Dawson was a miner and I saw him hit an “albatross” on the 17th green. If you know nowt about golf, that’s getting down a par five in two strokes.
So Missus, if you’ve never tried golf, give it a go and get away from all that stress and turmoil.
Little Billy Craggs
A big thank-you
I HAVE just returned home after a long stay in Sunderland Royal Hospital. I’d like to thank the many friends and neighbours for asking after me, and the beautiful cards received. I’ve read every one.
I can’t mention individuals by name – too many involved.
Besides, I certainly would hate to leave anyone out.
So my eternal gratitude is sent to you all.
Mrs M. Stephenson, Atlantis Road, Farringdon, Sunderland
Facts about the Gala
IN reply to the letter from John “The Pun” Watson, saying Durham Miners’ Gala should be scrapped, let’s look at the facts.
Thousands turn out every year to proudly remember the miners and their families.
Their heritage will live on longer than any other industry, owing to the fact they were close-knit communities.
Your observation about drunks rolling about all day. Try going to Newcastle or Sunderland on a weekend. I promise you will see a lot worse.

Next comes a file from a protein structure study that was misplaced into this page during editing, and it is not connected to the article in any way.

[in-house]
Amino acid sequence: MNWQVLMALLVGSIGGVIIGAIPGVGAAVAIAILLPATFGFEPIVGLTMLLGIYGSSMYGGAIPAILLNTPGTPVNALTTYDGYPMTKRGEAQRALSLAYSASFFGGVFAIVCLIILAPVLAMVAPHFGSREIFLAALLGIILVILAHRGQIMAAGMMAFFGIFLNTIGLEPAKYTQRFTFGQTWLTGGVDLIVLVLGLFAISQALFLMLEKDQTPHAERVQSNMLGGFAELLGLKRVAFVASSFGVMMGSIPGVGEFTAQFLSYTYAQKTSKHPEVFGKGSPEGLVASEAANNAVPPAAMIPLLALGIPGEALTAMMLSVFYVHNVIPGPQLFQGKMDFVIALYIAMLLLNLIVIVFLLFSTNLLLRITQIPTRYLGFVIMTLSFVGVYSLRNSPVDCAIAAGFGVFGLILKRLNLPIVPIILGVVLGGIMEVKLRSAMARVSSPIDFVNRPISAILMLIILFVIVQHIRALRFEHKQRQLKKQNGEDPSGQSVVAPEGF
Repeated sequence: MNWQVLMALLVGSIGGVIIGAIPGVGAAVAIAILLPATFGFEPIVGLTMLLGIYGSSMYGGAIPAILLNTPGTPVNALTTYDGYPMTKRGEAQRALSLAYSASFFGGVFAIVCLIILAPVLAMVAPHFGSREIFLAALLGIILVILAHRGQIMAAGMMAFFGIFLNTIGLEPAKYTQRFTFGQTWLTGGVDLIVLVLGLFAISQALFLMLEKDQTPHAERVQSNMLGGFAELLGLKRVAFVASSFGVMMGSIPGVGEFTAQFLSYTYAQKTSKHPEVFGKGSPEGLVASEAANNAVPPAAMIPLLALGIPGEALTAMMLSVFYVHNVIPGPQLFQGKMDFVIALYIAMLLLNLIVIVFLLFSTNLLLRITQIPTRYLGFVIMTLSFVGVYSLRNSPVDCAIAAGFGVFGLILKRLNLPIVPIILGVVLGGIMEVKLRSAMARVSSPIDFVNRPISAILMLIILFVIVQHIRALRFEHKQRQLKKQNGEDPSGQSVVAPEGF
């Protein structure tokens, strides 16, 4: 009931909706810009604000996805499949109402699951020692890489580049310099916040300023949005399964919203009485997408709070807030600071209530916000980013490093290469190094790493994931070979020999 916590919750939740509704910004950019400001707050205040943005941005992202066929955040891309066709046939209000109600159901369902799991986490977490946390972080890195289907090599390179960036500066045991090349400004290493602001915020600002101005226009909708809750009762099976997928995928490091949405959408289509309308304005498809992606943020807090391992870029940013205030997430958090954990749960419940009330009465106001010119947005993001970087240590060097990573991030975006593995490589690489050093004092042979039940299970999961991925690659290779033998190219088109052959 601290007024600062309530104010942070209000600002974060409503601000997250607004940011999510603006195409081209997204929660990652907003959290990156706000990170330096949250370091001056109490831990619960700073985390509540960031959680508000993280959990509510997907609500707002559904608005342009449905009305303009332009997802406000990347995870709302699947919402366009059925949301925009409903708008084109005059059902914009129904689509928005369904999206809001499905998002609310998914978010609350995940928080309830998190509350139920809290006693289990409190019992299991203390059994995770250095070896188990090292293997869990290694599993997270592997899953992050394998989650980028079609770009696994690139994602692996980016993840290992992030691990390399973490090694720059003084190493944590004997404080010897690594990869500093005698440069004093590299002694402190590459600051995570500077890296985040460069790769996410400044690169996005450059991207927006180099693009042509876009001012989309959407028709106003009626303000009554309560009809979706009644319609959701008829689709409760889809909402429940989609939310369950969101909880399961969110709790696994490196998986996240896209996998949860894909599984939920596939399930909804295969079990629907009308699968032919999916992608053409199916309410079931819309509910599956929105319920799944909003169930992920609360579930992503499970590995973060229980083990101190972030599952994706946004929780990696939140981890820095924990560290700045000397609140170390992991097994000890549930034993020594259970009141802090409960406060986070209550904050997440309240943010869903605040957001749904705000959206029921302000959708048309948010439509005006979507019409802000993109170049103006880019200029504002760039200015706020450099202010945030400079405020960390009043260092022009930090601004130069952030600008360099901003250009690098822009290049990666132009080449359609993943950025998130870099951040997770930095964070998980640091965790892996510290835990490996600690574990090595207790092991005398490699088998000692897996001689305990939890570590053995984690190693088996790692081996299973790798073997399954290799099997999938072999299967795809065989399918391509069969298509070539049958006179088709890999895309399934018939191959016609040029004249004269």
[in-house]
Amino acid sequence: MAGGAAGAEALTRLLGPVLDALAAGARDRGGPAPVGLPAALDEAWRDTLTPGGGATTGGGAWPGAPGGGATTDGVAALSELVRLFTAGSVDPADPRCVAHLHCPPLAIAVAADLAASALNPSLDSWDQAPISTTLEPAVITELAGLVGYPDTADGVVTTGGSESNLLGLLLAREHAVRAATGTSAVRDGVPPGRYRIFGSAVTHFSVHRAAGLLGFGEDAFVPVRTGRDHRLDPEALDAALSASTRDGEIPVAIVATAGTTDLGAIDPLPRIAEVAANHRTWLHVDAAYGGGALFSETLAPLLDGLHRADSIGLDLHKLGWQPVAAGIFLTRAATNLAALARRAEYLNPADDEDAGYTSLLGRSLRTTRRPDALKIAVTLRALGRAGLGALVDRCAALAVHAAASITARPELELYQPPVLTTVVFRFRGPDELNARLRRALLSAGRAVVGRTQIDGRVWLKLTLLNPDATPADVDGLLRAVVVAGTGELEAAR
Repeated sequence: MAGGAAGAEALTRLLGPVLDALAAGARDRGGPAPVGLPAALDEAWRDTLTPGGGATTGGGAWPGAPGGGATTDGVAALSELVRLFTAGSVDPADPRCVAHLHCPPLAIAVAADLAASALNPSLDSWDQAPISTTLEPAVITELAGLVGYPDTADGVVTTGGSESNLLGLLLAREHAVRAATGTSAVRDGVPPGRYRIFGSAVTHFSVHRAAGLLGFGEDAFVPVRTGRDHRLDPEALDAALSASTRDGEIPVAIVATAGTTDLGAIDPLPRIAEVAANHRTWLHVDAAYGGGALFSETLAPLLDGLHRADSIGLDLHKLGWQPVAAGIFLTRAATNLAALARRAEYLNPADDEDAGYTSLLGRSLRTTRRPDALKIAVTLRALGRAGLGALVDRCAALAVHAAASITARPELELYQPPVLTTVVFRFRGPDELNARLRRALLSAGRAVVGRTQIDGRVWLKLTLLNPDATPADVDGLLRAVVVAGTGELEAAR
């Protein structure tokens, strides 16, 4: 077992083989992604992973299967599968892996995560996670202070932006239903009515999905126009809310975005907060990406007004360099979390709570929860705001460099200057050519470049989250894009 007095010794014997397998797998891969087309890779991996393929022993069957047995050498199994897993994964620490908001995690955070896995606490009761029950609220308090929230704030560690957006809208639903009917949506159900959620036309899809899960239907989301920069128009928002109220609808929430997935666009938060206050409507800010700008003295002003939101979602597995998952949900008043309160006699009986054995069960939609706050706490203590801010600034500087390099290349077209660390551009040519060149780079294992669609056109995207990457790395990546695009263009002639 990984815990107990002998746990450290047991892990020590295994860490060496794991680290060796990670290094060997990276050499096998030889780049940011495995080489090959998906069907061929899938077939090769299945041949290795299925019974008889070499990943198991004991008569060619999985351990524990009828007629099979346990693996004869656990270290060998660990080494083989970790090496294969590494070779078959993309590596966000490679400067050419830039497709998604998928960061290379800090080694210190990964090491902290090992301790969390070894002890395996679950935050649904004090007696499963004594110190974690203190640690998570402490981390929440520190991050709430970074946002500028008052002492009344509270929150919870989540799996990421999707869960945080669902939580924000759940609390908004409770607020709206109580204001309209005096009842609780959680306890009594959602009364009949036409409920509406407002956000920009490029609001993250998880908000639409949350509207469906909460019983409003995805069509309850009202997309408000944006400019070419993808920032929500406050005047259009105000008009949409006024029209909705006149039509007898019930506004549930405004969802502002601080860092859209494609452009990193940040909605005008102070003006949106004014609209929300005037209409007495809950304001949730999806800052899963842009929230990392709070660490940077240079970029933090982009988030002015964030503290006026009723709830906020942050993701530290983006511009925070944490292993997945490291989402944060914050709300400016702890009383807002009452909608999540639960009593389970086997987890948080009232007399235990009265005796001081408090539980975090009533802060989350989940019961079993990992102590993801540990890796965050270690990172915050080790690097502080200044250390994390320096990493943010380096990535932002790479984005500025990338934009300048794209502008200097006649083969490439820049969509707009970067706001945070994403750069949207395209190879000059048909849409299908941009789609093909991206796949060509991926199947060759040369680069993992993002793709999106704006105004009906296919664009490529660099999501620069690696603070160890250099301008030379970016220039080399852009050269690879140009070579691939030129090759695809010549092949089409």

Next you will try and get Christmas stopped or the airshow.
If you really want something to complain about, try the giant dog toilet which is Herrington Country Park.
G. Worthington, Douglas Terrace, Penshaw
AFTER my last Search Party appeal, I traced all the former pupils of Monkwearmouth School who I wanted to get in touch with for our latest reunion.
However, I would now like to make contact with the following members of the Class of ’79:
Sharon Armstrong, Penny Wood, Caroline Mosdell, Mark Vasey, Mark Curtis, John Massingham, Andrew Dyos, Pauline Lee, Wendy Corkin and Sandra Dunn.
They can contact me on the number below.
Kay Brewerton, Tel. 07745 704104